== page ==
Livan Hernandez

And That Happened: Tuesday’s scores and highlights

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Nationals 9, Braves 2: The Nats continue to be an outrageous pain in Atlanta’s rear end. Before the game, mindful of this and mindful of the fact that Livan Hernandez always kills the Braves, I tweeted the following: “Oh, Livan is going against the Braves tonight? Prediction: 7 IP, 3H, 1 ER, 6K, 0 BB.”  He wasn’t that good, but I wasn’t far off: 7 IP, 5 H, 2 ER, 1K, 3 BB.  The common thread there is a frustrating evening for Braves hitters against a guy who has no business getting major league hitters out after all of these years but dadgummit, keeps doing it.

Yankees 5, Red Sox 2: Did I say the rivalry was boring? A John Lackey pitch to Frank Cervelli’s back changed that at least for a little while, clearing the benches even if no one threw punches. There were some earlier plunkings, though they appeared without purpose. Lackey’s seemed to be in retaliation for a Cervelli home run. To which I say “don’t suck so bad that you’re giving up home runs to Frank Cervelli and you wouldn’t be in this position.”  CC Sabathia struck out ten dudes in six innings. And the game came in one whole minute under a cool four hours!

Phillies 9, Reds 0: Roy Halladay was dominating on the mound (7 IP. 2 H, 0 ER, 9K) and he even hit a bases-loaded double. At some point we’re just gonna have to face facts that he’s a Jedi or something.

Indians 6, Athletics 2: I started watching this one on TV — I couldn’t bear to see Livan Hernandez beat up the Braves — but then I turned it off and watched “Richard Pryor Here and Now” on Netflix. I dunno why. Just not in a baseball mood last night. But Pryor holds up even 30 years later.  Anyway: the recently-recalled Jeanmar Gomez flummoxed the A’s for six innings and the Tribe managed two two-run homers in the sixth to break it open.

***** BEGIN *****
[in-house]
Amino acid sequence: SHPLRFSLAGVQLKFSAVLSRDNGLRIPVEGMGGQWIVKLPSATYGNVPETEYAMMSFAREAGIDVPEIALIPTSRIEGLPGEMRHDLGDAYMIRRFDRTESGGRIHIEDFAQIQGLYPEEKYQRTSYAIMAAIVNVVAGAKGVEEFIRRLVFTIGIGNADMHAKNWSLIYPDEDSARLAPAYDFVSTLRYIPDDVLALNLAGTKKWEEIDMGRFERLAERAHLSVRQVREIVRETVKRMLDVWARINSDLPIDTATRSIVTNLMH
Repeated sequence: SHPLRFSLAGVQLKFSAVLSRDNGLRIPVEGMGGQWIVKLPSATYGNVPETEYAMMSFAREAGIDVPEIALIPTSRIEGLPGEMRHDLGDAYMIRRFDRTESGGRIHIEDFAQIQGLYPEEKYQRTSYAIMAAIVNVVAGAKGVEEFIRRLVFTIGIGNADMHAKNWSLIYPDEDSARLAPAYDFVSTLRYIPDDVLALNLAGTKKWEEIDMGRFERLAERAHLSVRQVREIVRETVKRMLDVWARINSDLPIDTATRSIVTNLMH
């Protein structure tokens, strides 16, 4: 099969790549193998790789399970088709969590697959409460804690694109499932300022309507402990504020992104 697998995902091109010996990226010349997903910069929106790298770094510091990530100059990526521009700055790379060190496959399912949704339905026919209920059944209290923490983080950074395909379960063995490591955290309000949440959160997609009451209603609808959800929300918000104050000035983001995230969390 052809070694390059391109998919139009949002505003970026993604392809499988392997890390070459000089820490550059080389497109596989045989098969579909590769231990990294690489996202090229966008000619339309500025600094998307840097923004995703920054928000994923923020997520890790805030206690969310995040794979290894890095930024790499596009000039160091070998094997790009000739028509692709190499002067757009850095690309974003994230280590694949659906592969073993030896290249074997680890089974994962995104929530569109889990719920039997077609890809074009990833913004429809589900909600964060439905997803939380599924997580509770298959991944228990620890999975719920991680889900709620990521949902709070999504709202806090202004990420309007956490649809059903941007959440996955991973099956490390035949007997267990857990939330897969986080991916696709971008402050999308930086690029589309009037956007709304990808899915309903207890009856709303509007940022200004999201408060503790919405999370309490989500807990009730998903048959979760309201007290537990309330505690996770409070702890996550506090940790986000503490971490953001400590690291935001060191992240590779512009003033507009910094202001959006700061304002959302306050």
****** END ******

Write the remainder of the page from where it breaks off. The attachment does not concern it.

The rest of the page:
Tigers 2, Royals 1: Doug Fister had a perfect game going through six but then gave up a run in the seventh on a double and a pair of sacrifices. Problem for him is that the Tigers couldn’t do anything themselves against Jeff Francis. They tied it up in the eighth, however, and then Ramon Santiago hit the walkoff bomb off Aaron Crow.

Marlins 6, Mets 0: Javier Vazquez shut the Mets out for seven innings. Mike Pelfrey … did not reciprocate.

Orioles 6, Blue Jays 5: A wild finish to a game that was tied after nine. The Jays took the lead in the top of the 10th on a Kelly Johnson triple and a subsequent wild pitch. But then in the bottom of the inning Brian Tallet walked the first two batters he faced and then gave up an RBI single to pinch hitter Jake Fox and a ground rule double to Ryan Adams. Which was appropriate given that it was a heartbreaker on a day the Jays’ manager was out with pneumonia.

White Sox 8, Twins 6:  Alejandro De Aza drove in four runs and the Sox rallied for five runs in the fifth.

Rangers 2, Rays 0: Big fly for Josh Hamilton and six scoreless for Scott Feldman. I’m going to assume all Rays losses from here on out are the direct result of the curse of the Garfoose.  Though, really, he was far too polite to curse anyone when he left. But still.

Cardinals 2, Brewers 1: A win for St. Louis in a series that once looked like it would have huge playoff implications but now really doesn’t. I suppose if the Cards sweep this one and next week’s series in St. Louis, and if the Brewers start to channel the 1964 Phillies, that yes, there are still playoff implications here. But I’m not really seein’ it.

Astros 8, Pirates 2: A six-run sixth inning for Houston.  Henry Sosa allowed two hits and struck out seven over six innings. Three straight wins for the Astros. Break ’em up.

Diamondbacks 9, Rockies 4: The Dbacks are streaking their way to the NL West title. Miguel Montero and Justin Upton each homered and drove in three runs.

Cubs 5, Giants 2: And, as has become common lately, the Giants have no answer.

Dodgers 8, Padres 5: Andre Ethier should fight with his team about crap more often. A grand slam helps L.A. to an eight-run second inning.

Angels 13, Mariners 6: Mike Trout hit two homers and drove in five, leading the rout. Probably worth noting that this game featured 19 runs, 22 hits and nine walks yet finished up over an hour more quickly than the Yankees-Red Sox game.

Evan Gattis undergoes surgery for hernia; recovery is 4-6 weeks